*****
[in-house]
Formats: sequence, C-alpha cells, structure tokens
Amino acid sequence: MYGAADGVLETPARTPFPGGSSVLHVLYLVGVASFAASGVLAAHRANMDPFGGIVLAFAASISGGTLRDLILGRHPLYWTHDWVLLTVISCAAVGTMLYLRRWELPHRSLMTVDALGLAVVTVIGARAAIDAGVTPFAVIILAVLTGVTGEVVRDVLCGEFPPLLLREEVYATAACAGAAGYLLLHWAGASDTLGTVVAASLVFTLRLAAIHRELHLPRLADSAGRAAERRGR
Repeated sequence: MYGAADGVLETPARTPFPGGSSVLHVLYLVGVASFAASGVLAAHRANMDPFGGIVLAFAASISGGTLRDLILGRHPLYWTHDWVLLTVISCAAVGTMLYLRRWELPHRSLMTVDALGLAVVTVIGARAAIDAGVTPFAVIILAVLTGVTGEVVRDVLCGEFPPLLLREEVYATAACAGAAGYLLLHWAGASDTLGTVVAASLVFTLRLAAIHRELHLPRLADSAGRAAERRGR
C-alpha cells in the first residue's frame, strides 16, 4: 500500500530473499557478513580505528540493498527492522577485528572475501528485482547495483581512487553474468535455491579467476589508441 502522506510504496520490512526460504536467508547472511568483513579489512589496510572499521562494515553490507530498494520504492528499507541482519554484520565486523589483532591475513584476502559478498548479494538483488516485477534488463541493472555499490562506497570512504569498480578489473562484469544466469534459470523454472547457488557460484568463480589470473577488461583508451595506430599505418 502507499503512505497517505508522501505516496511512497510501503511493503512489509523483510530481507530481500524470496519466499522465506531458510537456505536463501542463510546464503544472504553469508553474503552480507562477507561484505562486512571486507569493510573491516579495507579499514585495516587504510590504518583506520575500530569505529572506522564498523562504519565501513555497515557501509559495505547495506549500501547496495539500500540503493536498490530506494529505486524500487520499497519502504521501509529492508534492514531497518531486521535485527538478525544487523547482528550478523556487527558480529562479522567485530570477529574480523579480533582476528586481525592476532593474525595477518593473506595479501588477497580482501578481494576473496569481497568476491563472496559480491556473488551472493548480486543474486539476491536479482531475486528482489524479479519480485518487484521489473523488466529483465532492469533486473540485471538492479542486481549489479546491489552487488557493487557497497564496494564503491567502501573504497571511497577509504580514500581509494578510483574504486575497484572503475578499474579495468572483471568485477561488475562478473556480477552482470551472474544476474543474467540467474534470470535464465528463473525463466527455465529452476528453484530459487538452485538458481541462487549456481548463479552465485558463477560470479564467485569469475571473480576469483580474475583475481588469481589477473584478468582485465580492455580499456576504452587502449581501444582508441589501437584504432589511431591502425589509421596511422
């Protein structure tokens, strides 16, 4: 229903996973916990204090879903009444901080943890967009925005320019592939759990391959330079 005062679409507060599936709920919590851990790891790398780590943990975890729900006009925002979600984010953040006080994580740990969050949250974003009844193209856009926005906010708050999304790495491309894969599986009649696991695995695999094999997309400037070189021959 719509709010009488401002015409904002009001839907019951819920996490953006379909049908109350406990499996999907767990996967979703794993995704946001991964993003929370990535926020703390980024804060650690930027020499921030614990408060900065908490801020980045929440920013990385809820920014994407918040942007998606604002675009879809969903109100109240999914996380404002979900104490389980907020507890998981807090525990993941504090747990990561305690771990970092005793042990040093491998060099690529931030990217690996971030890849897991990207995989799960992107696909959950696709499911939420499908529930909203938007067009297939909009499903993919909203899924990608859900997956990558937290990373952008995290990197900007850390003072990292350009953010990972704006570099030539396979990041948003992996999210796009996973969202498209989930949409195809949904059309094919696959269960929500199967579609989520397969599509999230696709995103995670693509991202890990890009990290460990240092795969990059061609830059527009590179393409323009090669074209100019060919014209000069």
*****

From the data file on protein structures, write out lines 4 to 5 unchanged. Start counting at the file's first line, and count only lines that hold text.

Repeated sequence: MYGAADGVLETPARTPFPGGSSVLHVLYLVGVASFAASGVLAAHRANMDPFGGIVLAFAASISGGTLRDLILGRHPLYWTHDWVLLTVISCAAVGTMLYLRRWELPHRSLMTVDALGLAVVTVIGARAAIDAGVTPFAVIILAVLTGVTGEVVRDVLCGEFPPLLLREEVYATAACAGAAGYLLLHWAGASDTLGTVVAASLVFTLRLAAIHRELHLPRLADSAGRAAERRGR
C-alpha cells in the first residue's frame, strides 16, 4: 500500500530473499557478513580505528540493498527492522577485528572475501528485482547495483581512487553474468535455491579467476589508441 502522506510504496520490512526460504536467508547472511568483513579489512589496510572499521562494515553490507530498494520504492528499507541482519554484520565486523589483532591475513584476502559478498548479494538483488516485477534488463541493472555499490562506497570512504569498480578489473562484469544466469534459470523454472547457488557460484568463480589470473577488461583508451595506430599505418 502507499503512505497517505508522501505516496511512497510501503511493503512489509523483510530481507530481500524470496519466499522465506531458510537456505536463501542463510546464503544472504553469508553474503552480507562477507561484505562486512571486507569493510573491516579495507579499514585495516587504510590504518583506520575500530569505529572506522564498523562504519565501513555497515557501509559495505547495506549500501547496495539500500540503493536498490530506494529505486524500487520499497519502504521501509529492508534492514531497518531486521535485527538478525544487523547482528550478523556487527558480529562479522567485530570477529574480523579480533582476528586481525592476532593474525595477518593473506595479501588477497580482501578481494576473496569481497568476491563472496559480491556473488551472493548480486543474486539476491536479482531475486528482489524479479519480485518487484521489473523488466529483465532492469533486473540485471538492479542486481549489479546491489552487488557493487557497497564496494564503491567502501573504497571511497577509504580514500581509494578510483574504486575497484572503475578499474579495468572483471568485477561488475562478473556480477552482470551472474544476474543474467540467474534470470535464465528463473525463466527455465529452476528453484530459487538452485538458481541462487549456481548463479552465485558463477560470479564467485569469475571473480576469483580474475583475481588469481589477473584478468582485465580492455580499456576504452587502449581501444582508441589501437584504432589511431591502425589509421596511422